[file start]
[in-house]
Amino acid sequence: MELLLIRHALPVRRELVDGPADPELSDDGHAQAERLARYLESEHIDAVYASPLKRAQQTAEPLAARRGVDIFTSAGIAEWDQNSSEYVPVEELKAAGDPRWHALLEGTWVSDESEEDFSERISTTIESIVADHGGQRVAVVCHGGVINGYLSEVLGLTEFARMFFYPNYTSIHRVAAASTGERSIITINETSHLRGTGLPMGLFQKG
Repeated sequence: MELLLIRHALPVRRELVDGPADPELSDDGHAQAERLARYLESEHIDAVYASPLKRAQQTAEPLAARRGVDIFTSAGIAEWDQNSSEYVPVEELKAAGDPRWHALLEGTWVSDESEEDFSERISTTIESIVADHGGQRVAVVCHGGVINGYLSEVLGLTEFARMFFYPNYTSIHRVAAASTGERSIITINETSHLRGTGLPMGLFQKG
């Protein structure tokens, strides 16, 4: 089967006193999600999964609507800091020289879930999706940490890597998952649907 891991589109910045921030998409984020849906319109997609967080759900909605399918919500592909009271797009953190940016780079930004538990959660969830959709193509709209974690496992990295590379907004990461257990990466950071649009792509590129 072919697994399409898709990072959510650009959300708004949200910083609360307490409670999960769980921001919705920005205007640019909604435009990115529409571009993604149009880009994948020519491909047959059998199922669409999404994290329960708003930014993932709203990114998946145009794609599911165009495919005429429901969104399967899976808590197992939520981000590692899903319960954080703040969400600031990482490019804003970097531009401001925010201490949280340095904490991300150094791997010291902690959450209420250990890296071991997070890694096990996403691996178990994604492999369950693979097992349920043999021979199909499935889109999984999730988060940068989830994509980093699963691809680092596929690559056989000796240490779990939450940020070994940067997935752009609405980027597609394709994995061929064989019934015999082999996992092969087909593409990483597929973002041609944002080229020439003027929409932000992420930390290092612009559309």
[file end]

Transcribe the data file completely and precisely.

[in-house]
Amino acid sequence: MELLLIRHALPVRRELVDGPADPELSDDGHAQAERLARYLESEHIDAVYASPLKRAQQTAEPLAARRGVDIFTSAGIAEWDQNSSEYVPVEELKAAGDPRWHALLEGTWVSDESEEDFSERISTTIESIVADHGGQRVAVVCHGGVINGYLSEVLGLTEFARMFFYPNYTSIHRVAAASTGERSIITINETSHLRGTGLPMGLFQKG
Repeated sequence: MELLLIRHALPVRRELVDGPADPELSDDGHAQAERLARYLESEHIDAVYASPLKRAQQTAEPLAARRGVDIFTSAGIAEWDQNSSEYVPVEELKAAGDPRWHALLEGTWVSDESEEDFSERISTTIESIVADHGGQRVAVVCHGGVINGYLSEVLGLTEFARMFFYPNYTSIHRVAAASTGERSIITINETSHLRGTGLPMGLFQKG
């Protein structure tokens, strides 16, 4: 089967006193999600999964609507800091020289879930999706940490890597998952649907 891991589109910045921030998409984020849906319109997609967080759900909605399918919500592909009271797009953190940016780079930004538990959660969830959709193509709209974690496992990295590379907004990461257990990466950071649009792509590129 072919697994399409898709990072959510650009959300708004949200910083609360307490409670999960769980921001919705920005205007640019909604435009990115529409571009993604149009880009994948020519491909047959059998199922669409999404994290329960708003930014993932709203990114998946145009794609599911165009495919005429429901969104399967899976808590197992939520981000590692899903319960954080703040969400600031990482490019804003970097531009401001925010201490949280340095904490991300150094791997010291902690959450209420250990890296071991997070890694096990996403691996178990994604492999369950693979097992349920043999021979199909499935889109999984999730988060940068989830994509980093699963691809680092596929690559056989000796240490779990939450940020070994940067997935752009609405980027597609394709994995061929064989019934015999082999996992092969087909593409990483597929973002041609944002080229020439003027929409932000992420930390290092612009559309």